My current reading diet is mostly inspirational. This is what I need right now, tales of what humans can endure on their own two feet. I just completed the longest event of my life but I still consider myself to be in recovery from earlier injuries. Rest period; I need ideas, motivation.
I’ve been travelling for the last two weeks and on my birthday in Columbus Ohio I was given three books; one each from Jane, Cam and Molly; and they were all about running and mountains. Perhaps this was a signal that it’s OK to carry on where I left off in Cartmel 4 weeks ago. Or perhaps that’s just wishful thinking; we’ll see!
I stayed on in the states after the family went home and I chose the two paperbacks to read on the planes, leaving the huge glossy hardback for when I got home.
Run or Die – Kilian Jornet
I have known about Kilian Jornet for some years now but this is the first time I have read anything that he has written (or at least read a very well translated version of it). Not only is he an amazing runner and mountaineer but he has an engaging narative style and paints a picture much wider than his incredible achievements.
I was surprised a few weeks back to learn that the husband of one of my wife’s clients has just appeared on Kilian Jornet’s Instagram page.
Jornet clearly loves a story and his book is a great tale of the life of a world class cross country skier and mountain runner.
He asks himself some powerful questions including "why do we run?", and "where do you go when you have surpassed the feats of your idols?" Where do you find inspiration now? Clearly this will never happen to me but we all need to learn how to re-set our goals. As we grow older we grow slower and it is important to grow wiser, to sometimes look outside the box when setting our new goals.
Jornet's goals have spread to cover the globe, and his prowess at ski mountaineering has enabled a world of high-altitude possibilities for racing and adventure. Jornet is still a young man and I worry that with his love of danger (just check out his Facebook page!) there may only be an all too familiar one ending to his story. How many of the authors of the mountain adventure books on my shelves are still around to tell their tales?
This book was written a few years back and Jornet is still at it, breaking records (including the fastest ascent of Everest this year) and seemingly smiling all the time. And the very fact that he was there in Glen Coe smiling and taking photos of pink Dave from Sussex and posting that on his page suggests to me that he is on a relatively sound path forwards.
Running Man – Charlie Engle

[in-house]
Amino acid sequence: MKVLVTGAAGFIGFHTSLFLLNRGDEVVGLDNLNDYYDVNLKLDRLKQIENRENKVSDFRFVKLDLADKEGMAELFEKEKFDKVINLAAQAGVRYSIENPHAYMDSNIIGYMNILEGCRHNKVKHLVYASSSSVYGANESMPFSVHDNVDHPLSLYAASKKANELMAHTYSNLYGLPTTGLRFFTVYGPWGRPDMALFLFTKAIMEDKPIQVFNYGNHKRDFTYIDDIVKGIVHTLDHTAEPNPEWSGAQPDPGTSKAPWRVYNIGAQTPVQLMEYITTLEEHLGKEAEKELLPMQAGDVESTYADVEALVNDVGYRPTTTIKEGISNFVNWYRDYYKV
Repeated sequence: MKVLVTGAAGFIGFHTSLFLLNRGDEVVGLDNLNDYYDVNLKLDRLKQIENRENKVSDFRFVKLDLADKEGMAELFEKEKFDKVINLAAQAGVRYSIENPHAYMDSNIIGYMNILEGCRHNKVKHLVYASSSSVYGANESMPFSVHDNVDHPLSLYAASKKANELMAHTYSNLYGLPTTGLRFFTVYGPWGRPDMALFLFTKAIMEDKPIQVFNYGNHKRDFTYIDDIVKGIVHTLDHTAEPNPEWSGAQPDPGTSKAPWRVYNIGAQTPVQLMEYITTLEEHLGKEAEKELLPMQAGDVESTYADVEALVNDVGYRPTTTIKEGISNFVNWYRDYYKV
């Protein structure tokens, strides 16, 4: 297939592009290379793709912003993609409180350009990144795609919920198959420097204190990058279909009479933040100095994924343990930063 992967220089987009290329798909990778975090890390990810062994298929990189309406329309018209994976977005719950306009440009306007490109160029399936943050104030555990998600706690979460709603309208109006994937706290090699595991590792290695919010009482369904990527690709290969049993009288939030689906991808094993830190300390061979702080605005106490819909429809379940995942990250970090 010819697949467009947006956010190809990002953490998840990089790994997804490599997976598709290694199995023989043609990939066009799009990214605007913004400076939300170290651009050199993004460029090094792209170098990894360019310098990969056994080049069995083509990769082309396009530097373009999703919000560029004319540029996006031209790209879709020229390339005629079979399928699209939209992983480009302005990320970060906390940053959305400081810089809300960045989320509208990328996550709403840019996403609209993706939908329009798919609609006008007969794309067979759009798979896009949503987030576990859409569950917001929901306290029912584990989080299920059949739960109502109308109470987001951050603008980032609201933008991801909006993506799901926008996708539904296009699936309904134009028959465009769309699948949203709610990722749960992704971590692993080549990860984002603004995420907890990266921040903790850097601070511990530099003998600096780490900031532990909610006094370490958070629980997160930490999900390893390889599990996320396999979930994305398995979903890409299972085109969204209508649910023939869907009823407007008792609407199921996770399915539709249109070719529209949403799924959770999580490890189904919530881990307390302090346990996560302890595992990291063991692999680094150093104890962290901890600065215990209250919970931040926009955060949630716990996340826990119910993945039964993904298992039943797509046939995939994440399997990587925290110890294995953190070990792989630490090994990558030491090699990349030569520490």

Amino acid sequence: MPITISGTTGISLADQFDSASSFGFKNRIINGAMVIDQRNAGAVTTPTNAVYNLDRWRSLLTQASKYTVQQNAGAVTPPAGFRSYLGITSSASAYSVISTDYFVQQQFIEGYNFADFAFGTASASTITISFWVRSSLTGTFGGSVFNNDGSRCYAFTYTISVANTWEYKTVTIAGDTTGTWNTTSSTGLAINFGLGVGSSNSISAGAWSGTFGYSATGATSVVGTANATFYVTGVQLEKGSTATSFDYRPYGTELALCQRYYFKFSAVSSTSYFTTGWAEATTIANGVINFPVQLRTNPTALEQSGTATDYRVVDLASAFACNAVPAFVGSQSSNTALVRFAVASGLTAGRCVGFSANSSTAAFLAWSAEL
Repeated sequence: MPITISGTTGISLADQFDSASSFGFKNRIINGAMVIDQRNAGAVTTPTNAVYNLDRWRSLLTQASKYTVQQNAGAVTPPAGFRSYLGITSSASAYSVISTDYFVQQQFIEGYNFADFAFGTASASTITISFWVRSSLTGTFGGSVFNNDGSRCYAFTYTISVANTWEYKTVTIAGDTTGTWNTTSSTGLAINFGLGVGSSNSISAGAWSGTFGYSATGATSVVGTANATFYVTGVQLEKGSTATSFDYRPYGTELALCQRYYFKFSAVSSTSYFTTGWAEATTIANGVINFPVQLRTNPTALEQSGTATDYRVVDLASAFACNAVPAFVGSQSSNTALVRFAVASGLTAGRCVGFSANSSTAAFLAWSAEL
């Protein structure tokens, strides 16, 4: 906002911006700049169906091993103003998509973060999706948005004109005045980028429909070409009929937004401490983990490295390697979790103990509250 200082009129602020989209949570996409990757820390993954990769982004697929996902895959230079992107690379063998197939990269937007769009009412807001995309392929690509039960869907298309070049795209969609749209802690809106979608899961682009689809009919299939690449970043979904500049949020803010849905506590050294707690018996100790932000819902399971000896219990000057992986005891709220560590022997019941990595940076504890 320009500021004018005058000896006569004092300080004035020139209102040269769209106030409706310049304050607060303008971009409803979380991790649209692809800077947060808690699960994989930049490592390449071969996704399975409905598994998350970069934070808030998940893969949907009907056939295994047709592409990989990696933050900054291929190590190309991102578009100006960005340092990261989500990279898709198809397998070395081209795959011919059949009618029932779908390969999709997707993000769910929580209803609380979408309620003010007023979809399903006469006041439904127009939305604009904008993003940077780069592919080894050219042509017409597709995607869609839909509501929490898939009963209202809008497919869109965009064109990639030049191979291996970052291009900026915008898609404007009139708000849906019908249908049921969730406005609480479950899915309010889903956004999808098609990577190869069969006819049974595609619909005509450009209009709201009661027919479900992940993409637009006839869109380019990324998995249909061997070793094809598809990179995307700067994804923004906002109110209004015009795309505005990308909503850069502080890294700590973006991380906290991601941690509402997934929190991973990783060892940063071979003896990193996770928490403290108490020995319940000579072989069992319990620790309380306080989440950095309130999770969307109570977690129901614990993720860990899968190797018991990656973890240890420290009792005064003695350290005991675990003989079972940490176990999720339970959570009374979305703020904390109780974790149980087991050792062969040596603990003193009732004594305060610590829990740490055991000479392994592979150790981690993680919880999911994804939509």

Charlie is an alcoholic, an addict; and he is a world class ultra runner. Right away this book got my attention. I often struggle to answer the question of why I run, why it is that I will happily go out and endure discomfort and pain for several hours at a time. Once or twice I have described it as an addiction, but never having been addicted to anything else I was not sure that the description was a fair one. Now I am.
A good book about running is often not really about running at all, it is about some other struggle, some other story. Running is just the medium through which the tale is told. This is true for Running Man. Right from the start we know that Charlie is no ordinary athlete; he wanted to be great at everything he tried and he longed for recognition from those he admired; on failing to achieve this recognition he turned to alcohol and become a recognized champion at that instead.
I have not read a better account of addiction to alcohol and drugs, of the way it affects the individual and all those around. Maybe it is the fact that Charlie consistently returns to running as a form of salvation that attracts me to him – surely many people would right him off as a looser from the start and perhaps only because I know where the story is going I force myself to listen to the depths of depravity and desperation that he seems incapable of escaping, despite its effects on family, career and friends and Charlie himself. I wanted Charlie’s escape to come sooner but he kept sinking lower, at times I almost wept for his mother, his kids and for him.
I have never really understood how Alcoholics Anonymous works. Now I do and I have learned an important lesson. Charlie has not drunk for 20 years but I understand that he is still an addict, and there are times when only another addict can understand the torments that he still encounters and help him to face up to them.
As a side note it was interesting to learn that Charlie was one of the very few people to be jailed as a result of the housing crisis that hit the US in the first few years of this century. Not for miss-selling mortgages (as so many bankers were happy to do and were not jailed for it) but because his accountant lied on a mortgage application form. In spite of this awful injustice he used his time in prison well and when he couldn't run in the Badwater Marathon he ran the 136 miles with 540 laps of the prison track instead.
In the end escape did come, in the form of an addiction to adventure running (a bit like ultra running but harder). Only something so incredible as running across the Sahara was enough to replace to hold that drugs had on an otherwise well loved and respected man.
Now I am looking forward to reading the glossy hardback Running Beyond by Ian Corless
Closing off a neat circle this book, with a foreword by Kilian Jornet is chock-full of great photos and descriptions of Ultra racing.
It was just such a book that last Christmas got me interested in running another big Ultra, and it was Ian’s photography, particularly of runners descending Halls Fell Ridge on Blencathra, that fired my enthusiasm for the Lakes In A Day race. He was there in the clouds taking pictures again 4 weeks ago but I was too busy watching my footing to smile for the camera!
Time to pour a glass of red wine, put my feet up and dream….